UNITED STATES DISTRICT COURT DISTRICT OF NEW JERSEY
November 20, 2008
EMPLOYERS INSURANCE COMPANY OF WAUSAU, PLAINTIFF,
HARLEYSVILLE INSURANCE COMPANY OF NEW JERSEY, DEFENDANT.
The opinion of the court was delivered by: Hillman, District Judge
Before the Court is a motion for attorneys' fees filed by plaintiff Employers Insurance Company of Wausau ("Wausau"). Defendant Harleysville Insurance Company of New Jersey ("Harleysville") filed an opposition to Wausau's motion on the grounds that the hours expended and fees charged by Wausau's attorneys were not reasonable and that Wausau is not entitled to pre-judgment interest. For the reasons expressed below, Wausau's motion is granted in part and denied in part.
Wausau filed an action against Harleysville seeking a declaration that Harleysville had a duty to defend and indemnify Wausau's insured in an personal injury action that was brought in New Jersey state court.*fn1 Wausau also sought reimbursement of its attorneys' fees and costs associated with defending the state court action as well as bringing this declaratory action. On August 26, 2008, this Court entered an Order granting Wausau's motion for summary judgment and denying Harleysville's motion for summary judgment. The Court determined that Wausau was entitled to be indemnified for the $30,000 it paid as part of the settlement in the underlying action, and was also entitled to be reimbursed for its attorneys' fees and costs associated with defending the state court action, as well as bringing this action. After entry of the Court's Order, Wausau submitted a proposed order for judgment and certification of attorneys's fees and costs associated with the underlying state court action.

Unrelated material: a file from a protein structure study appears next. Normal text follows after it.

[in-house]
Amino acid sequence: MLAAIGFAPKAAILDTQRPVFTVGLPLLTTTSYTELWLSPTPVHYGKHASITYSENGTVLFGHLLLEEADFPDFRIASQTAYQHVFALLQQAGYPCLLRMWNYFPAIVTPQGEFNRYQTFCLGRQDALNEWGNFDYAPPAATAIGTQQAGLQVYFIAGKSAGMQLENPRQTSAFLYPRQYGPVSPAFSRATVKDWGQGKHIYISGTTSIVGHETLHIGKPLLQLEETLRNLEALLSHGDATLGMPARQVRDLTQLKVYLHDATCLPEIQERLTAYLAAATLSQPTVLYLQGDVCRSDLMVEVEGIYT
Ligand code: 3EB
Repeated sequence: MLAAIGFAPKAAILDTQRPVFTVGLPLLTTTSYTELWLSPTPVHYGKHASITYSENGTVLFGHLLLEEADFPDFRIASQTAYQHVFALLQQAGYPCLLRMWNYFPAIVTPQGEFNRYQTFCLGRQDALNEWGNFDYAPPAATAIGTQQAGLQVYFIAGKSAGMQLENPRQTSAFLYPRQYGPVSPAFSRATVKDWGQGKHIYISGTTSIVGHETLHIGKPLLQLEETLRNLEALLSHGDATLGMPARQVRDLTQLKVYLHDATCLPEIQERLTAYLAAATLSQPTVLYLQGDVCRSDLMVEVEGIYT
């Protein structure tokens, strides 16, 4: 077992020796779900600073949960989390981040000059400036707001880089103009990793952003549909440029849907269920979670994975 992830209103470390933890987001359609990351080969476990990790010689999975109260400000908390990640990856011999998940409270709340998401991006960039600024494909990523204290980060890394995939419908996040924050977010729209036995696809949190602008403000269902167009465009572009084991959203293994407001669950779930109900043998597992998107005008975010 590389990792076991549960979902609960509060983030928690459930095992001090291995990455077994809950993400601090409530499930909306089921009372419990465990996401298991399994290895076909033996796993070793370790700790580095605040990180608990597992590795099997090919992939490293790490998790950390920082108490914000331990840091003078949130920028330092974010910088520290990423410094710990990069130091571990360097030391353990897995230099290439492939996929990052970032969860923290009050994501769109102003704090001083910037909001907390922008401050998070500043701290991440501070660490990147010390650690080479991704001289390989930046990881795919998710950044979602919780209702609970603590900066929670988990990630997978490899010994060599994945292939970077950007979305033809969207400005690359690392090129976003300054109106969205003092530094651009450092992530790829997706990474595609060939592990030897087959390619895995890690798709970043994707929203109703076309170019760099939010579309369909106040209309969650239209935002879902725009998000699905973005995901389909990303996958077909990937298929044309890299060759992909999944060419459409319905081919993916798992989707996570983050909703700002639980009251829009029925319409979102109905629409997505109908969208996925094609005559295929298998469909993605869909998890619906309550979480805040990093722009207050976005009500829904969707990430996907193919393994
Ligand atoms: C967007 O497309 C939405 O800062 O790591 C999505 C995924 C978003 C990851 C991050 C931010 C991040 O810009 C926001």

Harleysville opposes Wausau's motion for attorneys' fees on the grounds that (1) the amount of time and hourly rate charged were unreasonable; and (2) that Wausau is not entitled to pre-judgment interest.
"The party seeking attorneys fees has the burden of establishing the reasonableness of the fees sought and submitting evidence to support the rates and hours claimed." Microsoft Corp. v. United Computer Resources of New Jersey, Inc., 216 F.Supp.2d 383, 387 (D.N.J. 2002) (citing Hensley v. Eckerhart, 461 U.S. 424, 461 (1983)). Under Local Civil Rule 54.2, the attorney seeking reimbursement must file an affidavit with the Court containing: (1) the nature of the services rendered, the results obtained, any particular novelty or difficulty involved in the matter; (2) the dates of services; (3) a breakdown of the services rendered, the identity of the person providing the services, the professional experience of that person; (4) the time spent rendering the services; and (5) the normal billing rate for each person providing services. Id. (citing Local Civ. R. 54.2(a)).